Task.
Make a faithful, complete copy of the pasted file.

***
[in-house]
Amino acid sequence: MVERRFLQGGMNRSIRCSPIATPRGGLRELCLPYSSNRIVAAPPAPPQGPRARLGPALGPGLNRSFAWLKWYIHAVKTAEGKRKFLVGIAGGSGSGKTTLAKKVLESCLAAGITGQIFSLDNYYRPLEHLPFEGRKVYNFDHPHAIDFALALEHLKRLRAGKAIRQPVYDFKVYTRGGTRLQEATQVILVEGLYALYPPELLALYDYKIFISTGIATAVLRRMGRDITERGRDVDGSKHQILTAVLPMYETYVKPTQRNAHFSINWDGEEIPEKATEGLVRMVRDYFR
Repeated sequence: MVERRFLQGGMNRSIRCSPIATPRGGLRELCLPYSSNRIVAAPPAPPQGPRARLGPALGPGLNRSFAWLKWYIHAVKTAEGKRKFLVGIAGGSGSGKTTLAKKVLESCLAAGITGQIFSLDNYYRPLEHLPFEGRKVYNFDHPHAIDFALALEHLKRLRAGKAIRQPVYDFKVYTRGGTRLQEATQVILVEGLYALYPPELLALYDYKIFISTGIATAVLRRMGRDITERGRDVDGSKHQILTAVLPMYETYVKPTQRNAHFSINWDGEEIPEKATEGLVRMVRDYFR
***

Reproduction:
[in-house]
Amino acid sequence: MVERRFLQGGMNRSIRCSPIATPRGGLRELCLPYSSNRIVAAPPAPPQGPRARLGPALGPGLNRSFAWLKWYIHAVKTAEGKRKFLVGIAGGSGSGKTTLAKKVLESCLAAGITGQIFSLDNYYRPLEHLPFEGRKVYNFDHPHAIDFALALEHLKRLRAGKAIRQPVYDFKVYTRGGTRLQEATQVILVEGLYALYPPELLALYDYKIFISTGIATAVLRRMGRDITERGRDVDGSKHQILTAVLPMYETYVKPTQRNAHFSINWDGEEIPEKATEGLVRMVRDYFR
Repeated sequence: MVERRFLQGGMNRSIRCSPIATPRGGLRELCLPYSSNRIVAAPPAPPQGPRARLGPALGPGLNRSFAWLKWYIHAVKTAEGKRKFLVGIAGGSGSGKTTLAKKVLESCLAAGITGQIFSLDNYYRPLEHLPFEGRKVYNFDHPHAIDFALALEHLKRLRAGKAIRQPVYDFKVYTRGGTRLQEATQVILVEGLYALYPPELLALYDYKIFISTGIATAVLRRMGRDITERGRDVDGSKHQILTAVLPMYETYVKPTQRNAHFSINWDGEEIPEKATEGLVRMVRDYFR